A trainee doctor who contracted Covid-19 has become one of the first brides to say “I do” since the ban on weddings was lifted in England.
Julia Payne, of Debenham, Suffolk, was working in A&E at Ipswich Hospital when she became unwell in March.
Although clear of coronavirus, she is still feeling fatigued 14 weeks on – but that did not stop her from walking down the aisle to marry Henry Matter.
The couple, who had been due to wed in May, said they were “very happy”.
As per the government restrictions, there were no more than 30 people at their wedding at St Mary Magdalene Church in Debenham.
The service was live streamed to enable those who were unable to attend to gather virtually with the couple.
There were also video recordings of readings and messages from friends and family.
Mr Matter said they were “thankful” to all their friends there and watching the live stream.
The couple spent more than six weeks apart when Julia contracted Covid-19, as they did not live together.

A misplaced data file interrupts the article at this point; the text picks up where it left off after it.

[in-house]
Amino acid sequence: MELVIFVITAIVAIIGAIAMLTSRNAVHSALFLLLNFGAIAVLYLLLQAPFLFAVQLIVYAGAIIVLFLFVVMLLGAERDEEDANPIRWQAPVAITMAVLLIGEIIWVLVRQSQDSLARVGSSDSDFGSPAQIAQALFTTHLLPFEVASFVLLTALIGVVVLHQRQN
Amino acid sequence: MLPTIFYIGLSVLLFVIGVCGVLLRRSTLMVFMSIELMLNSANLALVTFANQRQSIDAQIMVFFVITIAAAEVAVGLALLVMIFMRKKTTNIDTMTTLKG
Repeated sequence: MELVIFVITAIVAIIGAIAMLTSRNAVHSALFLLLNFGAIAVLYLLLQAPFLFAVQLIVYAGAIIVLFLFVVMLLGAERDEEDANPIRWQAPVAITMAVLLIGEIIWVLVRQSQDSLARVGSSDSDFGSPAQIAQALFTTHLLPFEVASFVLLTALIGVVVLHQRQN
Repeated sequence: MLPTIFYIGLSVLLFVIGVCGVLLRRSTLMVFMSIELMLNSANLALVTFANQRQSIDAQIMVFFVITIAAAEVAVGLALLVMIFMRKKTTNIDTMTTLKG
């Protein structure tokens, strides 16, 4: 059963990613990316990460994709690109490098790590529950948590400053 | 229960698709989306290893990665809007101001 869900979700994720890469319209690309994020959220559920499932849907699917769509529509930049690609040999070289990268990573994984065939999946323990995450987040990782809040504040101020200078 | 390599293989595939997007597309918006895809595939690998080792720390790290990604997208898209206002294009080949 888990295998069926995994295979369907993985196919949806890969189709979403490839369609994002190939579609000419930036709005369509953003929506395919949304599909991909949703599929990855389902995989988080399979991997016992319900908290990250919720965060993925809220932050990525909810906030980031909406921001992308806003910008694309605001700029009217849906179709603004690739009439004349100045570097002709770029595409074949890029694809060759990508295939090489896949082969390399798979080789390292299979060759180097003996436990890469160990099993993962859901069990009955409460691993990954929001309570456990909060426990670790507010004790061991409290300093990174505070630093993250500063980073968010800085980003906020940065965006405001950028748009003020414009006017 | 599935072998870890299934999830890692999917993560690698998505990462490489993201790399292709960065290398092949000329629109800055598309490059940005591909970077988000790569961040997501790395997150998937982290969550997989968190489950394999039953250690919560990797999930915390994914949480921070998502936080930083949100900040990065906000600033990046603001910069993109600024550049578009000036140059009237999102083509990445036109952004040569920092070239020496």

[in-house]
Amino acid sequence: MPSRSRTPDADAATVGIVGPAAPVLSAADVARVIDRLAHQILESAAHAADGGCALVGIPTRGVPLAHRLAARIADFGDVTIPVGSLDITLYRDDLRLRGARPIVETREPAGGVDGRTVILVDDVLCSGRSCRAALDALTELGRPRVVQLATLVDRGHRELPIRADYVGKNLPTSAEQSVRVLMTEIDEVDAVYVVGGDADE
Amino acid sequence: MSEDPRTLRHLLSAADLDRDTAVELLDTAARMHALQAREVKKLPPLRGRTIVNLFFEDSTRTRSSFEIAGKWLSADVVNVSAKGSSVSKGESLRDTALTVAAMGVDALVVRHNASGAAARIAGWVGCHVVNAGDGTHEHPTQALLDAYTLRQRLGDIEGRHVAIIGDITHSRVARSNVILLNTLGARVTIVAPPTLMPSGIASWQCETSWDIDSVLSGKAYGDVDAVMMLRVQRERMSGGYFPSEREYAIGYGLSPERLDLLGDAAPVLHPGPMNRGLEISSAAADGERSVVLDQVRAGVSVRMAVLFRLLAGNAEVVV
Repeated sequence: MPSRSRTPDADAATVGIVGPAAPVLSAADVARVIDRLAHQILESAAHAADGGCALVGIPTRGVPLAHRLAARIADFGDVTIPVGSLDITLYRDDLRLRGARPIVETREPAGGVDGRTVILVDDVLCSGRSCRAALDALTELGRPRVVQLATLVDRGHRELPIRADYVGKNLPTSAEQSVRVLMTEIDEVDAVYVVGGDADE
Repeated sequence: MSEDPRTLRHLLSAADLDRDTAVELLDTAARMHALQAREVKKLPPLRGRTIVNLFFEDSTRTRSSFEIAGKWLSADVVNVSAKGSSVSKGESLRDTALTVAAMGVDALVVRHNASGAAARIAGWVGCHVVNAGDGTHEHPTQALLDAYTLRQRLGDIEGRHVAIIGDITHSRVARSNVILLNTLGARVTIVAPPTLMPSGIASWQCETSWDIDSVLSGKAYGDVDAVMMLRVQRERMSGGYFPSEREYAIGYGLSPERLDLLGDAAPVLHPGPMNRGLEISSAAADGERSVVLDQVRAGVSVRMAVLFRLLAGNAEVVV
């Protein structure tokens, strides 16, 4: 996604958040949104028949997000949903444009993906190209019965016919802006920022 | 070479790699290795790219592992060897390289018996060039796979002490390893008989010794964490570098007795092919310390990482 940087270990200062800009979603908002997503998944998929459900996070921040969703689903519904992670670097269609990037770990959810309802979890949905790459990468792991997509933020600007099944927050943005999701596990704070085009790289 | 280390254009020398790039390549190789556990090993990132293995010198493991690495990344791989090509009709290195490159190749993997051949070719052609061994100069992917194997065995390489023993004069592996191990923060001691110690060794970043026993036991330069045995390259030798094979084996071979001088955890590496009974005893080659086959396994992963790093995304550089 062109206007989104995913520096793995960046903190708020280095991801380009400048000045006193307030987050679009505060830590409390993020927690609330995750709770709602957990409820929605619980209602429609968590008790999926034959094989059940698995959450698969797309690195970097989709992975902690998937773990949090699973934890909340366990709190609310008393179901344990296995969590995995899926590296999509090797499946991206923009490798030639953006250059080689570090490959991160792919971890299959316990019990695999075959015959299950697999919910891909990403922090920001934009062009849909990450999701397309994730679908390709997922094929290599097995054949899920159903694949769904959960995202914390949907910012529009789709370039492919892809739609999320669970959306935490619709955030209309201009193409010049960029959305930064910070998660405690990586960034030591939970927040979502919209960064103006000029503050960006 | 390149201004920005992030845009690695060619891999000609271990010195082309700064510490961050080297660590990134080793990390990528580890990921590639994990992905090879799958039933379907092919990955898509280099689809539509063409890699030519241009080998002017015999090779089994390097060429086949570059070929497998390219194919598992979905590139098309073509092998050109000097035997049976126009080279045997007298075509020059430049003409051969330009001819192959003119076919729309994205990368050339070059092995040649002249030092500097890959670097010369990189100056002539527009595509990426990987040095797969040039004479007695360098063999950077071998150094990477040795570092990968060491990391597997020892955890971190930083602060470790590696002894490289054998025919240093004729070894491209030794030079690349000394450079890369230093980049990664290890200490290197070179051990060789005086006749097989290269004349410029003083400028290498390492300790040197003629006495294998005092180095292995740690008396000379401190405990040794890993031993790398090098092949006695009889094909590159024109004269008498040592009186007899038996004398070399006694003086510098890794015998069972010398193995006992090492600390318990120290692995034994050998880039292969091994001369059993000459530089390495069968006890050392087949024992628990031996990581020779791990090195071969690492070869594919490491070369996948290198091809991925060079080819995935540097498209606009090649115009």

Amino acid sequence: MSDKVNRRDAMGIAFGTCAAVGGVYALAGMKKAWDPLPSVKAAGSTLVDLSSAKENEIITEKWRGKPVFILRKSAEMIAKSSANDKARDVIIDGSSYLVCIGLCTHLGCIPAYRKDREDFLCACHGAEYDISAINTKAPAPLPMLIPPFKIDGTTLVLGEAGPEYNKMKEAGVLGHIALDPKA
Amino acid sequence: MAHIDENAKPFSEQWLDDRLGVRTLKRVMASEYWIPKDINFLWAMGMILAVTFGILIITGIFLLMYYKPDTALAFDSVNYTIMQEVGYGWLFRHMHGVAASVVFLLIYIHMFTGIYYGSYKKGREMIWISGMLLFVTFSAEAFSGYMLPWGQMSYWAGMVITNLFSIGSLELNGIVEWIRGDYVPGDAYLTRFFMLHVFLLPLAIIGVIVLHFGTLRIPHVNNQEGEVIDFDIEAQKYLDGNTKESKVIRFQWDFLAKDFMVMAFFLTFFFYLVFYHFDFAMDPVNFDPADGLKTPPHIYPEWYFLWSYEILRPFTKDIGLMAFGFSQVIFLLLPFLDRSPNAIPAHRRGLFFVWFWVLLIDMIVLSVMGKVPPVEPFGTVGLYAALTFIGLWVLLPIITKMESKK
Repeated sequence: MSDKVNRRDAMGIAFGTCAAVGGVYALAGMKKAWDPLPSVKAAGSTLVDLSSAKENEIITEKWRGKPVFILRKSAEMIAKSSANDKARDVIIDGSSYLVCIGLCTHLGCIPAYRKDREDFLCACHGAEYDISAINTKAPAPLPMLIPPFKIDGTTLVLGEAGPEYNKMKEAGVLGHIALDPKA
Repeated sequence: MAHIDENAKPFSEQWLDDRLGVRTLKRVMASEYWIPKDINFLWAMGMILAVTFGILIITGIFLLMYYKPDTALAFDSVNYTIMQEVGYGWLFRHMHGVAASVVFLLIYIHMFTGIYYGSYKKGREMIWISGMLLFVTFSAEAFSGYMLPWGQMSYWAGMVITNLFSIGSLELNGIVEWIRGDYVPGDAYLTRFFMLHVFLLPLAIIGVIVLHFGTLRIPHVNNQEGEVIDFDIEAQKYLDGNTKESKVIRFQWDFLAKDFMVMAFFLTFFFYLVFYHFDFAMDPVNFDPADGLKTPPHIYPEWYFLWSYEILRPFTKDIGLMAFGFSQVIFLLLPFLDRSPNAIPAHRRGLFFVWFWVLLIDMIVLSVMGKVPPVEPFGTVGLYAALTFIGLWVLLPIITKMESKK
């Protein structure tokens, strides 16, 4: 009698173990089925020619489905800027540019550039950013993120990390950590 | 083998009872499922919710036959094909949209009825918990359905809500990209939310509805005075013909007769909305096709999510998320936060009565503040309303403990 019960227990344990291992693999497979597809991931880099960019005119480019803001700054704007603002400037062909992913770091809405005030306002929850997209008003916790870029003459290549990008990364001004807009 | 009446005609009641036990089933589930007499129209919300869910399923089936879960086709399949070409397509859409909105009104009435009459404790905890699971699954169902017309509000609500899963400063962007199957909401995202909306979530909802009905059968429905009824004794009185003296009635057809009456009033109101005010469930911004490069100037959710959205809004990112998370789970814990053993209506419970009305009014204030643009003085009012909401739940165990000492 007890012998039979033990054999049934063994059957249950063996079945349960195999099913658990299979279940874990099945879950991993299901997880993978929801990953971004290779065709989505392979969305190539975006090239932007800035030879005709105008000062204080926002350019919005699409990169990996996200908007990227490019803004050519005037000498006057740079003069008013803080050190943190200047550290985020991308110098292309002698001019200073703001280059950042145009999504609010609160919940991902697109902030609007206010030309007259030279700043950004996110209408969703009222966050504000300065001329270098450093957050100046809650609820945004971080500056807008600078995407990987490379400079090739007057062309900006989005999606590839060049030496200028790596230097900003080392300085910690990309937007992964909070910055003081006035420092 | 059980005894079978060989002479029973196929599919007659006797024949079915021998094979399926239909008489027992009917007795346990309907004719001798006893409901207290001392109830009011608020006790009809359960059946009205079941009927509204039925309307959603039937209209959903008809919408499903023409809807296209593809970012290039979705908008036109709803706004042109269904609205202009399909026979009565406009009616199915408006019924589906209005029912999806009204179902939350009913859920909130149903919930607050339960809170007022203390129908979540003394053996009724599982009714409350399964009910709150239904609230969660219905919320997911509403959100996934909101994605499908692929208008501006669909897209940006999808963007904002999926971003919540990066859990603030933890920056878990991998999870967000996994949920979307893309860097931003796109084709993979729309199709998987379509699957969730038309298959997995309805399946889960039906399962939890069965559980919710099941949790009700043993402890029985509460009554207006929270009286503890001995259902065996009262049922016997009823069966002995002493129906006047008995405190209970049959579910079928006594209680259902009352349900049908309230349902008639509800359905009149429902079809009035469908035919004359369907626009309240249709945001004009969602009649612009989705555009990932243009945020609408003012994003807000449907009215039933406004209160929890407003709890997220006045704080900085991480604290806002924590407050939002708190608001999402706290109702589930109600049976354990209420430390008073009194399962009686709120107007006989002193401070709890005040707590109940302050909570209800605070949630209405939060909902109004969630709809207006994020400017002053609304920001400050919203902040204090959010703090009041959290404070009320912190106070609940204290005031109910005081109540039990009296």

As soon as Prime Minister Boris Johnson announced weddings could take place from 4 July, they started planning for the amended wedding date.
Mr Matter, 34, from Ipswich, said: “It’s about our next life step, this is more about what we can do moving forward in life, we can live together, start a family.”
Julia was able to have her father walk her down the aisle – without having to stay 1m plus apart – as she still lived at home.
However, other restrictions were closely adhered to with fewer than 30 people in the church and no singing.
When the Rev Susan Bates asked all the guests to vow to support the happy couple, she noted how they could not shout but encouraged them to respond “with enthusiasm”.
Kirstin Hamilton, who was one of the eight bridesmaids, said it was “strange” not to hug but it was a “wonderful, heartfelt service”.
After the ceremony, the couple enjoyed a small family meal with a larger gathering planned for next year.